Financially reviewed by Patrick Flood, CFA.
Low-cost investment brokers like M1 Finance and Fidelity are becoming more popular as investors are wisening up to fees and commissions that have traditionally been largely overlooked. Here we’ll compare the two. I wrote a separate comprehensive review of M1 Finance here if you’re interested in seeing the specifics of the platform.
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M1 Finance vs. Fidelity – Summary Comparison
If you don't need account types like Solo 401(k), SIMPLE IRA, and 529, and if you want access to fractional shares, automatic rebalancing, and cheaper margin, M1 Finance would likely be the better choice. For beginner long-term buy-and-hold investors who need expert help, M1's Expert Pies will also allow you to avoid Fidelity's advising fees.
Fidelity has made huge strides recently to improve and modernize its apps and features. Fidelity has all-day trading and order control, and is thus the better choice for traders. Similarly, if you need access to options contracts, a Solo 401(k), SIMPLE IRA, or 529 accounts, Fidelity is the platform for you. Fidelity offers fractional shares, but only through their mobile app. Fidelity's margin is more expensive than M1's.
*Only available through the mobile app.
If you don’t need account types like Solo 401(k), SIMPLE IRA, and 529, and if you want access to fractional shares, automatic rebalancing, and cheaper margin, M1 Finance would likely be the better choice. For beginner long-term buy-and-hold investors who need expert help, M1’s Expert Pies will also allow you to avoid Fidelity’s advising fees.
Fidelity has made huge strides recently to improve and modernize its apps and features. Fidelity has all-day trading and order control, and is thus the better choice for traders. Similarly, if you need access to options contracts, a Solo 401(k), SIMPLE IRA, or 529 accounts, Fidelity is the platform for you. Fidelity offers fractional shares, but only through their mobile app. Fidelity’s margin is more expensive than M1’s.
**Only available through the mobile app.
M1 Finance vs. Fidelity – Commissions and Fees
Fidelity and M1 Finance both offer commission-free trades and zero account fees, aside from miscellaneous fees for things like paper statements, outbound account transfers, inactivity, etc. We’re seeing a race to the bottom for brokerage fees and commissions, and even traditional brokers like Fidelity and Schwab are following suit. Fidelity announced zero-fee trading in January 2020.
Fidelity does offer a robo-advisor option called Fidelity Go®, which has a fee of 0.35%, and a hybrid robo-advising and coaching (in their words, “digital planning and professional investment management with advisors when you need them”) for a fee of 0.50%.
M1 Finance is entirely self-directed, but they do offer expert-built “Expert Pies” that you can invest in for free.
M1 Finance vs. Fidelity – Account Types
M1 Finance offers taxable, joint, Traditional IRA, Roth IRA, Rollover IRA, SEP IRA, Trust, and Custodial (M1 Plus members) accounts. They currently do not offer SIMPLE IRA, 401(k), Solo 401(k), 529, HSA, or Non-Profit accounts.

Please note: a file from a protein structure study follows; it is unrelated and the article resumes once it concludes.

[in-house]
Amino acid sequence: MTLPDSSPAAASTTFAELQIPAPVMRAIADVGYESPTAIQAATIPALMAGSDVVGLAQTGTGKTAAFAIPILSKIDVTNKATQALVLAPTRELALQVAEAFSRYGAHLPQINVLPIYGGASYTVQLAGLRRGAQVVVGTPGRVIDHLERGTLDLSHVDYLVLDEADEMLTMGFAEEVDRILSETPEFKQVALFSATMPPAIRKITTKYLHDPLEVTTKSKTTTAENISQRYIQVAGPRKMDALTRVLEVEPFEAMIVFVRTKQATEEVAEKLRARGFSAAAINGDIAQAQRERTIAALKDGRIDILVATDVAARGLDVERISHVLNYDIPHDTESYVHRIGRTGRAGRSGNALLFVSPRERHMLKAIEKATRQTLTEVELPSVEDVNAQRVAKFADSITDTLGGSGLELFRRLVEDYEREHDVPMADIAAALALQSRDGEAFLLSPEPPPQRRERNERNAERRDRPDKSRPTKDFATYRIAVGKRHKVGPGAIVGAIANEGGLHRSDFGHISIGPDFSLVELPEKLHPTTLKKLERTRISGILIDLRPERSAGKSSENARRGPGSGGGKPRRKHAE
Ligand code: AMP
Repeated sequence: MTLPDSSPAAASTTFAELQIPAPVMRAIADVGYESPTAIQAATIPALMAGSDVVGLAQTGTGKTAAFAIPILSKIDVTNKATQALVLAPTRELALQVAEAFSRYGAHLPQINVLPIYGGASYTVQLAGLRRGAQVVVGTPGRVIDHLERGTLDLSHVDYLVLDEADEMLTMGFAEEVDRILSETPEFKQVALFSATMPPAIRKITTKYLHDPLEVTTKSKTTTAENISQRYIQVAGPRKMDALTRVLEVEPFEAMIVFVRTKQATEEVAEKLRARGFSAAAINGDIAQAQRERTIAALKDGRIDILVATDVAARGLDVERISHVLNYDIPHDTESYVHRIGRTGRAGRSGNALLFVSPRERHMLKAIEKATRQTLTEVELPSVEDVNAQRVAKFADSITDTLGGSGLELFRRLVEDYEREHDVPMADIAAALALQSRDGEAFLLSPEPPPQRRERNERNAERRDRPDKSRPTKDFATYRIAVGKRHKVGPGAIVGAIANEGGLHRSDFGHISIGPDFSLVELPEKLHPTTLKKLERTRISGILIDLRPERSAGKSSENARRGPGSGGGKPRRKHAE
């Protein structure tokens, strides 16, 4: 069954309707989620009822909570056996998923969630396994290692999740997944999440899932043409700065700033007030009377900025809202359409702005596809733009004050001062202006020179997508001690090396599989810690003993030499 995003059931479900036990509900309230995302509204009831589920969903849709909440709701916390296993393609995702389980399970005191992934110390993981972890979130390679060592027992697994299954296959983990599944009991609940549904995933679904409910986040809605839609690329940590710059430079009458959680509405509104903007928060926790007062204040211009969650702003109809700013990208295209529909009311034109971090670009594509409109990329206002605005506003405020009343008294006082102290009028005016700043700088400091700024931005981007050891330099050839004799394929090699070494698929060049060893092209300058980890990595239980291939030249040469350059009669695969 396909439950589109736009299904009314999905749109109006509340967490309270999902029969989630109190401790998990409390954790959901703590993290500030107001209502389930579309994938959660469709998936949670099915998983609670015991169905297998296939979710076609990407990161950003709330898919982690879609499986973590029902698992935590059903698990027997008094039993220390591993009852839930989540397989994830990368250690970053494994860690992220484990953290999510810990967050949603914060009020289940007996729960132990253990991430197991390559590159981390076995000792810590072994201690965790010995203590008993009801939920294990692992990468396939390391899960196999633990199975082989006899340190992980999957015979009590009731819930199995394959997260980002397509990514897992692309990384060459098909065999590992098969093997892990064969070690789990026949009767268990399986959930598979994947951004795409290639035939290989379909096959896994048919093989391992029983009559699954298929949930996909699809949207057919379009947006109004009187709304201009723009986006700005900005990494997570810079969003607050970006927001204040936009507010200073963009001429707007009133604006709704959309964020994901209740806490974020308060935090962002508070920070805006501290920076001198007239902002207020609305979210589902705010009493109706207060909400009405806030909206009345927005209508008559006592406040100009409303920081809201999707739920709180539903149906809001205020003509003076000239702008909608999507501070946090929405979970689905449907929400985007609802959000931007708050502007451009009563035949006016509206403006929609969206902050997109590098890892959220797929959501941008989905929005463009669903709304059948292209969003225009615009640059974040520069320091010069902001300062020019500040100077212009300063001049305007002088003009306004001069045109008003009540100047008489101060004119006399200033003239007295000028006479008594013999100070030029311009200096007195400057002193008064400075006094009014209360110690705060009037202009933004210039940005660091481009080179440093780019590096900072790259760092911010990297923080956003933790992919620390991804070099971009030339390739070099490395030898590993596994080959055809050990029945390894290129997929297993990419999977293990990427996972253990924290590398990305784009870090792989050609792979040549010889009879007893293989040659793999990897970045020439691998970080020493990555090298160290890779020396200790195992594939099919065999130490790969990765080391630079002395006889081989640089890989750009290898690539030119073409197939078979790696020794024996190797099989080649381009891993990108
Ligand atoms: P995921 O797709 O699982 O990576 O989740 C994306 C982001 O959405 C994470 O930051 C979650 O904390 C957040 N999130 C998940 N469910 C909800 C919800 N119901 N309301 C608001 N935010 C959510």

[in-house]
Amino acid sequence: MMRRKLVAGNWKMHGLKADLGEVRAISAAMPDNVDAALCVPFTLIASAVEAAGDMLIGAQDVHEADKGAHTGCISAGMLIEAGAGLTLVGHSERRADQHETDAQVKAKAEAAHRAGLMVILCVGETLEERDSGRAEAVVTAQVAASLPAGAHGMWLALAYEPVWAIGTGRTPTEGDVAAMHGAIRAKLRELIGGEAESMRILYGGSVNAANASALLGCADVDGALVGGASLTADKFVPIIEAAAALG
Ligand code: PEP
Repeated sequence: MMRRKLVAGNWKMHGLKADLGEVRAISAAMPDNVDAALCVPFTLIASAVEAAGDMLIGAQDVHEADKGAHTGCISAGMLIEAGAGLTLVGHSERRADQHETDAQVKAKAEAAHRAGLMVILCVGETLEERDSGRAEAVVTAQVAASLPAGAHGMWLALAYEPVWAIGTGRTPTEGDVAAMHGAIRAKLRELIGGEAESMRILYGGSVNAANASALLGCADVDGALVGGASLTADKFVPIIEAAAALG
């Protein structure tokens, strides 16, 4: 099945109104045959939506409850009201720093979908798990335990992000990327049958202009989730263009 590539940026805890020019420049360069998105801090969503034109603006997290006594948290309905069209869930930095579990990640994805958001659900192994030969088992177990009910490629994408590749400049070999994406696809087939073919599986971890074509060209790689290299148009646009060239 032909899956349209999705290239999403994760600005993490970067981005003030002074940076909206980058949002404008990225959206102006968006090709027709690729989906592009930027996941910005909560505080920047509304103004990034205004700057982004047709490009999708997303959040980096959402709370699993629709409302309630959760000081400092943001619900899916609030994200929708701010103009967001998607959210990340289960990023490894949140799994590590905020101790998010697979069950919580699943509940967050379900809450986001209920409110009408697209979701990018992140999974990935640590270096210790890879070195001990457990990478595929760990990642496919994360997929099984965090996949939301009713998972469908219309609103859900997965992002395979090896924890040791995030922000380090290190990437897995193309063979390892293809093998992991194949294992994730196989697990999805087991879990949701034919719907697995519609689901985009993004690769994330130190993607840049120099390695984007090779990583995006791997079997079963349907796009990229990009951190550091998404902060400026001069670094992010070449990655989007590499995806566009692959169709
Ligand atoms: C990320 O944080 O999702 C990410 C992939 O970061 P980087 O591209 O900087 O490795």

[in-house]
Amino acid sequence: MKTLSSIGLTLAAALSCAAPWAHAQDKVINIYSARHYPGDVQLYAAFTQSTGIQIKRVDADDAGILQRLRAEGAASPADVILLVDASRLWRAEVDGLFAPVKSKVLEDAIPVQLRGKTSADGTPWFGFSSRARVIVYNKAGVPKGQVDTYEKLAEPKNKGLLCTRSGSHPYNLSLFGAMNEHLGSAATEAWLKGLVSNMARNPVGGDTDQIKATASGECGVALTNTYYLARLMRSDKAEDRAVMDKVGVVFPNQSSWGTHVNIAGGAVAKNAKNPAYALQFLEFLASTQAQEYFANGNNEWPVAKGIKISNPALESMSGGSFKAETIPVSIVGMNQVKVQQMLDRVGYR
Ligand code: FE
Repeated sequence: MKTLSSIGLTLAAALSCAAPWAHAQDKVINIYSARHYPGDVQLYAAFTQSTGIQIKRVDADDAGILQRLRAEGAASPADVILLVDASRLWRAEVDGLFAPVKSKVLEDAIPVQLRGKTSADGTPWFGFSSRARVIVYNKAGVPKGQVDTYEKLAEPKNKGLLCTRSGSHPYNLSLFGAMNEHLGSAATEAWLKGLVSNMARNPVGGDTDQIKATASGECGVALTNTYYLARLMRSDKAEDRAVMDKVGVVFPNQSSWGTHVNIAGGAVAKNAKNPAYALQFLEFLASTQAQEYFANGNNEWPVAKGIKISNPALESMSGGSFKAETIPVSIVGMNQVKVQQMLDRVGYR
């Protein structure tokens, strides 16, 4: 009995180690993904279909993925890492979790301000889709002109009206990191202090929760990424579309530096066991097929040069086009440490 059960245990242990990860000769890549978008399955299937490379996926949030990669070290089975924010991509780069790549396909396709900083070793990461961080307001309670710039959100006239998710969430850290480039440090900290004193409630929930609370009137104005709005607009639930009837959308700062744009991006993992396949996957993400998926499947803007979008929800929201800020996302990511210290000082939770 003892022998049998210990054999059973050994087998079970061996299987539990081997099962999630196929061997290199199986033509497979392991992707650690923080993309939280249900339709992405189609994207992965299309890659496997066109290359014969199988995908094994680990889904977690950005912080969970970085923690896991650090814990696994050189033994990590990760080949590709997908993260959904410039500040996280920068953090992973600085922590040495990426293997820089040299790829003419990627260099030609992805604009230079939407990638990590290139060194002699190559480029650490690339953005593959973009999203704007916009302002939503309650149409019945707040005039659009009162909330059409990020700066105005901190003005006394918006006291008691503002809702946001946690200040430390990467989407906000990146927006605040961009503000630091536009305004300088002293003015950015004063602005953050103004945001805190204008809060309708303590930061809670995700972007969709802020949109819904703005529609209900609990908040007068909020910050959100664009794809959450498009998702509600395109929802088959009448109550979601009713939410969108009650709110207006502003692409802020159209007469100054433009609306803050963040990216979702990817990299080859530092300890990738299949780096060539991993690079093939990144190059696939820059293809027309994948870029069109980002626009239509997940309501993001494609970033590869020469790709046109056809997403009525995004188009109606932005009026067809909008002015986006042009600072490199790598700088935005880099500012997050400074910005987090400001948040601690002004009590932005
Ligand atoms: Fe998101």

Fidelity offers all of M1’s account types plus Solo 401(k), SIMPLE IRA, 529, and HSA. Employers can also set up a 401(k) plan through Fidelity.
If you need any of the latter accounts, Fidelity would be the better choice.
Both M1 and Fidelity also offer an FDIC-insured checking account.
M1 Finance vs. Fidelity – Investment Products
M1 Finance offers most ETF’s and individual stocks that are traded on major exchanges.
Fidelity offers ETF’s, individual stocks, their own mutual funds, and options contracts.
M1 Finance vs. Fidelity – Margin
M1 Finance wins on margin rates. Margin rates are as follows for a $100,000 margin loan:
- Fidelity – 6.83%
- M1 Finance – 3.50%
- M1 Plus – 2.00%
M1 Plus is a $125/year premium membership that gets you access to a lower margin rate as shown, as well as a second afternoon trading window.
Perhaps the most important difference though is the fact that margin from Fidelity can only be used to apply leverage to your portfolio (i.e. buy more securities), whereas a margin loan from M1 Finance can be used for whatever you want – refinancing higher-interest debt, major purchases, unexpected expenses, etc.
Remember that margin is an additional risk, including the risk of losing more than you invest. Margin is not available for retirement or custodial accounts. Rates may vary.
M1 Finance vs. Fidelity – Mobile App
M1 Finance has a sleek, intuitive, user-friendly, robust mobile app for both Apple iOS and Android:
Fidelity has recently overhauled their mobile app, likely in a bid to capture more of today’s young, tech-savvy audience. I would suggest it’s slightly less intuitive than M1’s. Also note that for some reason, Fidelity’s fractional shares feature is only available through the mobile app. Here are some screenshots from the Fidelity app:
M1 Finance vs. Fidelity – Interface/Usability
The Fidelity desktop web interface is still pretty antiquated. I’d like to think they’re working on updating it to reflect their mobile app. It may be a little more confusing for a beginner investor. This is to be expected somewhat, as Fidelity obviously has more account types and investment products, as well as advanced order control. The Fidelity user interface looks like this: